The Political Economy of World Energy: A Twentieth-Century Perspective

By John G. Clark | Go to book overview

6
Cheap energy, security, and the industrialized nations, 1960-73

With the industrialized states far in advance, the world economy experienced exponential growth rates between 1950 and 1970. Cheap food, raw materials, and energy nourished a boom in the advanced economies and spurred rapid industrial progress in such modernizing nations as South Korea, Brazil, and Argentina. World population growth, a mixed blessing, averaged 2 to 4 percent annually while economic output advanced at an annual rate of 4 to 5 percent. Sustained growth in the industralized states seemed assured; green revolutions and expectations of steady economic growth promised unprecedented prosperity in the lesser developed countries. The failure of the LDCs to realize their hopes further embittered relations between the so-called North and South. In the West, where performance appeared to satisfy wants, a confident atmosphere prevailed.

However, the dominant position of the USA in the world economy, the product of its industrial and military might, sagged during the late 1960s. The cost of war in Vietnam and new social programs at home swelled budgetary deficits just as stiff competition in international markets and accelerating foreign penetration of domestic markets occasioned worrisome balance of payments deficits. A weakening US dollar triggered an import spree; wages and interest rates rose and labor productivity fell. The global consequences of American economic and political frailty were manifest during the 1970s and 1980s.1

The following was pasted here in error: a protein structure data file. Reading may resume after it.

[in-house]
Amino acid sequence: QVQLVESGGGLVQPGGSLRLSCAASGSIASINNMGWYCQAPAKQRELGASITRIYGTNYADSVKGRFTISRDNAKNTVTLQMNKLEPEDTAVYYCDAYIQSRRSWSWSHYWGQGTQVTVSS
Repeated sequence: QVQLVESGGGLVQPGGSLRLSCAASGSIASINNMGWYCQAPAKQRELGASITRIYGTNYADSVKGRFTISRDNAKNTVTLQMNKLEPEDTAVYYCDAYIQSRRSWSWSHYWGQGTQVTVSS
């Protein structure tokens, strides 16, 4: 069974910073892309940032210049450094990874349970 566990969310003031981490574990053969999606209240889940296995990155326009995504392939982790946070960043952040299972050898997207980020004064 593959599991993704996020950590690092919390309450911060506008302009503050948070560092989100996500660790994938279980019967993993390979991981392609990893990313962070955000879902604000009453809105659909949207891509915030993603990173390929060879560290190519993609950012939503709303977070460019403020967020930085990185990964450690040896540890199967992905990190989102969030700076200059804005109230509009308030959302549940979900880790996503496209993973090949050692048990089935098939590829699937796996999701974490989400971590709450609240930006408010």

Energy policy common denominators

The energy policies of the industrialized states reflected the conviction that rapid economic growth was the norm. Within those states, such

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The Political Economy of World Energy: A Twentieth-Century Perspective
Table of contents

Table of contents

  • Title Page iii
  • Contents vii
  • Tables xi
  • Maps xv
  • Abbreviations xvii
  • Preface xix
  • 1 - A Prospectus 1
  • Notes 8
  • 2 - Energy and the Maturation of Industrial Economies in the West, 1900-18 9
  • Notes 44
  • 3 - The Search for Energy During the Interwar Years 51
  • Notes 88
  • 4 - Energy Flows in a Politically Polarized World 95
  • Notes 138
  • 5 - The Owners of the World's Petroleum Resources 146
  • Notes 179
  • 6 - Cheap Energy, Security, and the Industrialized Nations, 1960-73 186
  • Notes 224
  • 7 - The West and the Energy Crisis of 1973-8 230
  • Notes 267
  • 8 - The Lesser Developed Countries and the Oil Boom of the 1970s 274
  • Notes 311
  • 9 - A Second Energy Crisis: the Iranian Revolution and Its Aftermath 319
  • Notes 358
  • 10 - Powering Energy Transitions and Transactions: a Summary and Conclusions 365
  • Notes 376
  • Index 378
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